It's summertime in Norman, Okla., and if you've ever lived in the area, then you know what that entails.
Ridiculously warm and muggy days, followed by wonderfully breezy nights; Lindsey Street is actually manageable to drive without the hoards of students flocking around campus; Oklahoma football is a topic talked about by all the locals, most of whom could do "a much better job" coaching the team than Bob Stoops.
Normanites (the appropriate term for anybody who has lived in Norman for at least four years) have only a little over a month left before a new class of students arrives at the dorms, eager to see what the suburban metropolis has in store. Norman will once again be lively, with gleaming eyes and national championship hopes, as over 80,000 people pile in to Gaylord Memorial Stadium for each home game.
They aren't just players on a football team; they're your friends, classmates, sons, heroes and local celebrities. They're a hopeful glimpse into the future for kids playing organized football in the area and a wishful look into the past for everyone that has ever touched a pigskin.
We look up to them when they do good but are quick to throw them out for new bodies when they've done bad.
They're entertainment, but we still want to get to know them and invite them to dinner.
For me, summertime in Norman is a means of inviting all these players to a metaphoric dinner that all the fans throw. It's a time to let you know who is out there on the field, what they've done in the past and what they're projected to do in the future.
It's time for player profiles, and we're starting with the defense.
Last week, I profiled junior free safety Tony Jefferson, a player that will be called upon to be a leader in a secondary that needs to find an identity and redeem itself from a few disappointing performances.
This week, we're moving to the linebacking corps and profiling another player who will be asked to be a leader of the defense: junior Tom Wort.
Wort's success at Oklahoma started when he was just a freshman, and his production hasn't stopped.
As a freshman, Wort started in nine games and totaled 66 tackles (7.5 for loss) and 4.5 sacks. His play on the field earned him freshman All-American honors and solidified his spot in Oklahoma's linebacker rotation.
However, even after a stellar freshman season, Wort's eventual starting role as middle linebacker wasn't assured.
The starting spot was meant for Austin Box, a rising senior who died tragically before the 2011 season began.
It was under these severely unfortunate circumstances that Wort was named the official starting middle linebacker.
But he made the most of a heavy-hearted season.
Wort totaled 71 tackles and 3.5 sacks as a sophomore, which isn't much of leap in production from year to year.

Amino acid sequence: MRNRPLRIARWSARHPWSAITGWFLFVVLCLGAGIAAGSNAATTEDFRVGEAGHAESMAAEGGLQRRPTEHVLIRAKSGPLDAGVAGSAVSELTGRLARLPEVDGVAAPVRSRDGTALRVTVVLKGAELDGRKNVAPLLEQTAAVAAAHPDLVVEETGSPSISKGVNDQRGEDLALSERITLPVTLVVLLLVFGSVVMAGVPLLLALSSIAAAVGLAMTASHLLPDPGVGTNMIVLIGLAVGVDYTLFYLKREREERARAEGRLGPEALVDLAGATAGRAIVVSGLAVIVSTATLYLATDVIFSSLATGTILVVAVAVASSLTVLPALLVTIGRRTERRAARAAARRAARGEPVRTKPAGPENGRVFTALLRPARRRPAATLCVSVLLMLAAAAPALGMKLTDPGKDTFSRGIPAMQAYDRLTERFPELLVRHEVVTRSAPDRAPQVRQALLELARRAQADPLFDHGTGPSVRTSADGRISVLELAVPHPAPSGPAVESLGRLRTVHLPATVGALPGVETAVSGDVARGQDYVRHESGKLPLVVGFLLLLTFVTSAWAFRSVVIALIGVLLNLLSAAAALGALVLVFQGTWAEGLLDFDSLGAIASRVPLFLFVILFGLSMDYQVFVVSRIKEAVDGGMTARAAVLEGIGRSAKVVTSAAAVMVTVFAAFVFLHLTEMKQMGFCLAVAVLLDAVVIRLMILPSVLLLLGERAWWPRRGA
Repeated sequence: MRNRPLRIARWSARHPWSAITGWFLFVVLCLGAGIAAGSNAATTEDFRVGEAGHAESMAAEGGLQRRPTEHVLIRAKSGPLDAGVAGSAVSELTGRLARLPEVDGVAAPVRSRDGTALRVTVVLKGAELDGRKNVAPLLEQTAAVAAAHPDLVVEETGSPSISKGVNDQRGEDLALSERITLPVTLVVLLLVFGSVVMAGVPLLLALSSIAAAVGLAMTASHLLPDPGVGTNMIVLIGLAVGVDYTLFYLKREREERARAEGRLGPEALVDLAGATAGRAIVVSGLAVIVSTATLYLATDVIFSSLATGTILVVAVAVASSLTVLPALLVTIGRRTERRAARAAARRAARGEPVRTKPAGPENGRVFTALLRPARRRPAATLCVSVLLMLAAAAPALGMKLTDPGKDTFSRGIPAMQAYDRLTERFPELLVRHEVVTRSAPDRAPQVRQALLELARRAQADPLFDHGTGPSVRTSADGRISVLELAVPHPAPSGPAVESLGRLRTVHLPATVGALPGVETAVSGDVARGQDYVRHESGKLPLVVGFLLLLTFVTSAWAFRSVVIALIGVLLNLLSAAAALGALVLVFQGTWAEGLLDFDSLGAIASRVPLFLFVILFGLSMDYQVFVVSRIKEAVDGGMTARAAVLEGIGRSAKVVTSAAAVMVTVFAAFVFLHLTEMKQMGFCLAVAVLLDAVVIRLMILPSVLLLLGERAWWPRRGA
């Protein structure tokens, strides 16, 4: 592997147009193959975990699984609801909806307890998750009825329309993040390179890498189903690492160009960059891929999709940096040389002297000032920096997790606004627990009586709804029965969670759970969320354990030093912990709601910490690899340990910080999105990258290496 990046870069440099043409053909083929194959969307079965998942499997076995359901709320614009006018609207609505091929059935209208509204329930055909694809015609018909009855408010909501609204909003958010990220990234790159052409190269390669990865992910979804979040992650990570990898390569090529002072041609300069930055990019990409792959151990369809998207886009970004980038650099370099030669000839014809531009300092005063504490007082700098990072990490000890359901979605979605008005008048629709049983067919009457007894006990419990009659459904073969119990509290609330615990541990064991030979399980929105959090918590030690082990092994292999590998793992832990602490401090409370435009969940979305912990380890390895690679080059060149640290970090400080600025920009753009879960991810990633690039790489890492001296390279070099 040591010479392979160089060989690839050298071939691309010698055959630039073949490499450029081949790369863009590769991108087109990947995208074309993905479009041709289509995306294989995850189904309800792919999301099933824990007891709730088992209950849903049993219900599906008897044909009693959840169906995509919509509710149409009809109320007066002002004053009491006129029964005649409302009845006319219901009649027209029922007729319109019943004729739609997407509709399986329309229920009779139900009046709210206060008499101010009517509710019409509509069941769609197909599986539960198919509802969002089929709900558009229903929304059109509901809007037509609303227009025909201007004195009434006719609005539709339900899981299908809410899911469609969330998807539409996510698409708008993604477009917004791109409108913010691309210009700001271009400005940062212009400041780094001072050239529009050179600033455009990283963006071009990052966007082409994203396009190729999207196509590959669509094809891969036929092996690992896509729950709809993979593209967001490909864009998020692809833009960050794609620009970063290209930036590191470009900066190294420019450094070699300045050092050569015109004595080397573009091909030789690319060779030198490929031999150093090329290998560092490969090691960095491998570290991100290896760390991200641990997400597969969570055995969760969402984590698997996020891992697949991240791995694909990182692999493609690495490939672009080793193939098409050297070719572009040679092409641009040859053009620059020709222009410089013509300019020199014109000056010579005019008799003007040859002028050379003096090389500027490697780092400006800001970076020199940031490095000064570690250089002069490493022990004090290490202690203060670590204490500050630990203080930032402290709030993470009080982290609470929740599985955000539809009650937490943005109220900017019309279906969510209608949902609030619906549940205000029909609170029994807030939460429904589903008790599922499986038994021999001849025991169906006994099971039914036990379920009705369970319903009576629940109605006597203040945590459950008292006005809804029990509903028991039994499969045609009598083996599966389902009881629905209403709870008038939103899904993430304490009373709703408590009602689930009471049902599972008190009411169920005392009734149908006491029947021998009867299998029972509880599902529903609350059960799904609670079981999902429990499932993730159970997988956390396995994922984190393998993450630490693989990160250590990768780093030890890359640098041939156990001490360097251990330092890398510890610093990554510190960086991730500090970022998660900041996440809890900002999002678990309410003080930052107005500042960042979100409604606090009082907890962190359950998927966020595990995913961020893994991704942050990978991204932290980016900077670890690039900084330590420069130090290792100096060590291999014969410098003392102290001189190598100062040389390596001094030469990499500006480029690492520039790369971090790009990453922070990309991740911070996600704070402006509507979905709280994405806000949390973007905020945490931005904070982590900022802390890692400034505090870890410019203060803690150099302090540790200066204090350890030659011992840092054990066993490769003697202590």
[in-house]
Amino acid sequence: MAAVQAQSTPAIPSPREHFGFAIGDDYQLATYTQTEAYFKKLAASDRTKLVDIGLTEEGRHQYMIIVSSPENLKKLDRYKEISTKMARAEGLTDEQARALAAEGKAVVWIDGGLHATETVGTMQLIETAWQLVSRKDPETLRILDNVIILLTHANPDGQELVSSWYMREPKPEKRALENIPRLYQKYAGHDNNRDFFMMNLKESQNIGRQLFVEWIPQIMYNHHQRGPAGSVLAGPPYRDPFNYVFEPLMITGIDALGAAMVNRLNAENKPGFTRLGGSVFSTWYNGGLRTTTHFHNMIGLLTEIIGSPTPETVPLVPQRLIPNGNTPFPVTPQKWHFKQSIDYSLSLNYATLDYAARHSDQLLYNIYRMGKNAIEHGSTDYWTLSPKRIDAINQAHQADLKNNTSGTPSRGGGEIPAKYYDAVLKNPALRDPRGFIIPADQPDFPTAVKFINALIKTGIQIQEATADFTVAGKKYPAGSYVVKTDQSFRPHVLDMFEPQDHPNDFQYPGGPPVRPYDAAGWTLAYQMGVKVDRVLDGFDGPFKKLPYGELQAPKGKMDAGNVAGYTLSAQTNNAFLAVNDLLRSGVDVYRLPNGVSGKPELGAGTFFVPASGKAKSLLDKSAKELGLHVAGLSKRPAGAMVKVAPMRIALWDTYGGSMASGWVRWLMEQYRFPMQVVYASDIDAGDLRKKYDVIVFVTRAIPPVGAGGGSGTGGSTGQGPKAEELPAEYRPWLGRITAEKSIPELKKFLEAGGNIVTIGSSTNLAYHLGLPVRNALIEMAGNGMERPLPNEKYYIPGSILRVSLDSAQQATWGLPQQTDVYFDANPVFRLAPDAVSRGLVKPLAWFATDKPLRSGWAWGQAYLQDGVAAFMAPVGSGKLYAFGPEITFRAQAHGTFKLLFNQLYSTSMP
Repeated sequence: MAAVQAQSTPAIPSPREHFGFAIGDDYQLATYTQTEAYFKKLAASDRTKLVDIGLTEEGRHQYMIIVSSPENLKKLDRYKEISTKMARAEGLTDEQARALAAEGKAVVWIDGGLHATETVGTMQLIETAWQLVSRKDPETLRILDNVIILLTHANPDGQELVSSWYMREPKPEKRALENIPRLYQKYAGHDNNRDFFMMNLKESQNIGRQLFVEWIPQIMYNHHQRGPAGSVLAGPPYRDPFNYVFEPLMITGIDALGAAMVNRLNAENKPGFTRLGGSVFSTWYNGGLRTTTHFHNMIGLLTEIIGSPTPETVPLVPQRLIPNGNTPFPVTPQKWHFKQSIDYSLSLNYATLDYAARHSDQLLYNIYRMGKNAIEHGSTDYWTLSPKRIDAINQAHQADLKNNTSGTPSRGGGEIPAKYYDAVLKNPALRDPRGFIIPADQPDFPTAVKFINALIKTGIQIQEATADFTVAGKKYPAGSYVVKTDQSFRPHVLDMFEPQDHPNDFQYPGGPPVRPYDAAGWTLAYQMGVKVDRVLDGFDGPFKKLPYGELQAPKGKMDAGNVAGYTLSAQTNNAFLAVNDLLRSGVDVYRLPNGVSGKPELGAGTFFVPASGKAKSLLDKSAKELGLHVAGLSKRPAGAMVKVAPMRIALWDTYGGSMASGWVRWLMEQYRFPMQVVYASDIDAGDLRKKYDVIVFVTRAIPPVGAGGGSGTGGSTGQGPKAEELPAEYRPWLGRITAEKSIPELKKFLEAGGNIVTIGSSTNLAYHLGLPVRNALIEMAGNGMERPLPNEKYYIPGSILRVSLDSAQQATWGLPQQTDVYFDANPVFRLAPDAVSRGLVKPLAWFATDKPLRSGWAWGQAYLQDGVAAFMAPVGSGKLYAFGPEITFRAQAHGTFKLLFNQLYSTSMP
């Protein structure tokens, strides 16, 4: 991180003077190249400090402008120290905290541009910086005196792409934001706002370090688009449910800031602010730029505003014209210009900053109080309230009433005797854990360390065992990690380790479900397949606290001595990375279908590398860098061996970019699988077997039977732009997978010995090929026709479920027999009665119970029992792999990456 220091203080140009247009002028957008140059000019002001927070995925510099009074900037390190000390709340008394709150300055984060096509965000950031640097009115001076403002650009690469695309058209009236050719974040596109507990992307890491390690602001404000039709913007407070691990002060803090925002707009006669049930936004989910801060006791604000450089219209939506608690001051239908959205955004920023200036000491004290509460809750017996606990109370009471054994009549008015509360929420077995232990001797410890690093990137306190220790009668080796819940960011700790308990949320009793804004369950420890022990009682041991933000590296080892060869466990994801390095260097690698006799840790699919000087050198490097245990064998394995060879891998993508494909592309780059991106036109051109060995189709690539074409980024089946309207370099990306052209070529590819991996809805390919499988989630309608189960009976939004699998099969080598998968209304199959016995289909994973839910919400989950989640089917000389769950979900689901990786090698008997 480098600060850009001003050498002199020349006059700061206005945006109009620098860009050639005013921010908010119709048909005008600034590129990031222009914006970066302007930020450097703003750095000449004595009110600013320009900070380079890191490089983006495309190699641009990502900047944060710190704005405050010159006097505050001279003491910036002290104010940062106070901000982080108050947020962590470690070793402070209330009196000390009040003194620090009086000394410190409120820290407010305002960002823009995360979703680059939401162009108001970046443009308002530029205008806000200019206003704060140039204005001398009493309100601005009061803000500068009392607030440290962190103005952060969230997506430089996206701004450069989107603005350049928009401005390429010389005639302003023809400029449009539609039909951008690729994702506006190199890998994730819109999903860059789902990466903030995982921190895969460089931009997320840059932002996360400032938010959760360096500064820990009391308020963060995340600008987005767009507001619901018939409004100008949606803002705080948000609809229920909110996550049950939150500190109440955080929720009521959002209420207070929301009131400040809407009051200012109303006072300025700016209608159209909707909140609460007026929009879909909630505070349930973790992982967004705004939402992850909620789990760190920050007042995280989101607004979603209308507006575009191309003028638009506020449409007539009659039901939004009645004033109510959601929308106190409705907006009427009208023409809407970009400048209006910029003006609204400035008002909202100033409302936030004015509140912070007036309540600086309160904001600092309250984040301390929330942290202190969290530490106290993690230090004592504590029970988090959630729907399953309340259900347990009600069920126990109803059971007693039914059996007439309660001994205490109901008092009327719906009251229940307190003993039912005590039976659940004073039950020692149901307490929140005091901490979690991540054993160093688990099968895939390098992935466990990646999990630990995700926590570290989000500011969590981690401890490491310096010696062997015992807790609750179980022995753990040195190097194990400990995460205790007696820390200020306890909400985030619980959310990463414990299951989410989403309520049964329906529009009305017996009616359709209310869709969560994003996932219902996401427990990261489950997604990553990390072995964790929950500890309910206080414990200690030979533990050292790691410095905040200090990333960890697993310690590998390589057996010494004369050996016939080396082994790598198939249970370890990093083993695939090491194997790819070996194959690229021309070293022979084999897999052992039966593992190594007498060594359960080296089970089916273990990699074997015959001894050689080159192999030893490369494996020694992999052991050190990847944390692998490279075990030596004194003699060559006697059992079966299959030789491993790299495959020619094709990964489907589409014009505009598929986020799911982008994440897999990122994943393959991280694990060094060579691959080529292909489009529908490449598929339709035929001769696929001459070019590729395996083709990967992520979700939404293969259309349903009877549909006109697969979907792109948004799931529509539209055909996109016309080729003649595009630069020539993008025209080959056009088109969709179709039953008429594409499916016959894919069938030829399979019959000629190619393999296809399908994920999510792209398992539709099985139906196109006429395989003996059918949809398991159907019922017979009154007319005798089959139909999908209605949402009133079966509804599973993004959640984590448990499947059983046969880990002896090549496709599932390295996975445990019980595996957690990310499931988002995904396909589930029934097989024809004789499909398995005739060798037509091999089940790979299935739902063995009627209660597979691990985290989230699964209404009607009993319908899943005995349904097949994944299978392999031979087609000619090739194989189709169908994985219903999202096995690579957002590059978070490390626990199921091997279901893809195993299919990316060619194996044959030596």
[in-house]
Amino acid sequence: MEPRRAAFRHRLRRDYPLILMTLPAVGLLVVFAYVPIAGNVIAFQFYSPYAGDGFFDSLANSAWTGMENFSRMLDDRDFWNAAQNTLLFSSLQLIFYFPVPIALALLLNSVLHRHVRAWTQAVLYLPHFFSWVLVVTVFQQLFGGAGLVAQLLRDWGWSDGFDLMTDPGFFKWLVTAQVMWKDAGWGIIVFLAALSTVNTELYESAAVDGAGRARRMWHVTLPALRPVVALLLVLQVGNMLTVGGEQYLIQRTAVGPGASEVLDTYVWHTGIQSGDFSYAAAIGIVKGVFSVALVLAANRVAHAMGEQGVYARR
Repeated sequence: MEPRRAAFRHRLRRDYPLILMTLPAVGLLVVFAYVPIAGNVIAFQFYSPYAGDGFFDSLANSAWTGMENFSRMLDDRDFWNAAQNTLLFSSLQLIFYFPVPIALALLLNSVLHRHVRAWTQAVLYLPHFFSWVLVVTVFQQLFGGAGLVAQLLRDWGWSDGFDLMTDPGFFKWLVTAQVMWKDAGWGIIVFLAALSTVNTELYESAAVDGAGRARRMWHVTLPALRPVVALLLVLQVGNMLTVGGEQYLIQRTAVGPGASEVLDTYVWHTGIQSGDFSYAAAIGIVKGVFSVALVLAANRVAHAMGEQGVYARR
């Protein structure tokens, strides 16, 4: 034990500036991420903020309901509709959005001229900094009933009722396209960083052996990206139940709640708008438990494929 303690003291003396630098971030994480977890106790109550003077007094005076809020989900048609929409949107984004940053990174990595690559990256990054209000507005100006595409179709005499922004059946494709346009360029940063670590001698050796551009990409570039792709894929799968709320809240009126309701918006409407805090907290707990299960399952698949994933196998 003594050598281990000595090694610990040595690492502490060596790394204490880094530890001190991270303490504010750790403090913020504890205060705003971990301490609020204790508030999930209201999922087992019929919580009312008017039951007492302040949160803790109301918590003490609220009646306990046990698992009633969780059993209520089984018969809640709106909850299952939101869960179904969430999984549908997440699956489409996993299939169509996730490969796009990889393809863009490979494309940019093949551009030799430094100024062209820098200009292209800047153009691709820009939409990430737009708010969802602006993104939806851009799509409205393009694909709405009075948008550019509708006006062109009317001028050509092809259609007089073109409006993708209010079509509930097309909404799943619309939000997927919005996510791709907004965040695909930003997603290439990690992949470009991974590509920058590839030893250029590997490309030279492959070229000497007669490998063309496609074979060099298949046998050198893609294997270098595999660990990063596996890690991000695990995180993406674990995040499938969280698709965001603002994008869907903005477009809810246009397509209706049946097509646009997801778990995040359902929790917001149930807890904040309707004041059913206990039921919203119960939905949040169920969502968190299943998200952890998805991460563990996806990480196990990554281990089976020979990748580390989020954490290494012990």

However, anybody who watched the games would have been able to tell exactly how much Wort had improved over the summer.
Wort is a very fast sideline-to-sideline linebacker with a knack for blowing up the run, and his speed is also beneficial to coverage, as he was able to pick off two passes last season. With a full season of being a starter under his belt, I expect all of Wort's numbers to go up during his upcoming junior year.
With Travis Lewis now departed to the NFL, Wort is the perfect candidate to replace Lewis' leadership on and off the field.
Wort may very well play with the most emotion and heart of any player on the Sooners defense, and that can be both a blessing and a curse—normally more the former than the latter, though.
The "curse" of his high-emotion, high-motor style of play reflects in his inability to stay on the field throughout the course of games. I'm not sure if he is hitting too hard, or if he just isn't tackling properly, but he had to sit out more than a handful of series and the entire Texas Tech game due to injury.
It seemed that most of the in-game, series-missing injuries he obtained were either stingers or cases in which he simply had the breath knocked out of him.
Still, it's better to have a player that possesses that type of emotion than a player just going through the motions. Wort will need to use his energy to get the rest of the defense pumped up and on his level.
Sooner fans would be more than happy to see a defense full of Wort-like clones.
Like Jefferson, Wort still has two years of eligibility left, but he has the raw ability to forgo his senior year and enter the NFL draft early.
While I think it's unlikely to happen, Wort could be lured in by the thoughts of NFL money.
CBS Sports already has a big board set up for the 2014 draft, and Wort is currently the No. 8 inside linebacker prospect. Just a few months ago, Wort ranked as high as No. 2 on the same big board, so the drop to No. 8 has been sudden.
However, like mock drafts, big boards are destined to change a million times before any draft ever takes place.
The future is bright for the native of England who spent his high school days playing football in Texas, and he will be a huge contributor to an Oklahoma defense hoping to lead its team to both Big 12 and national championships.
So, to all the Sooner fans, I hope you enjoyed your dinner.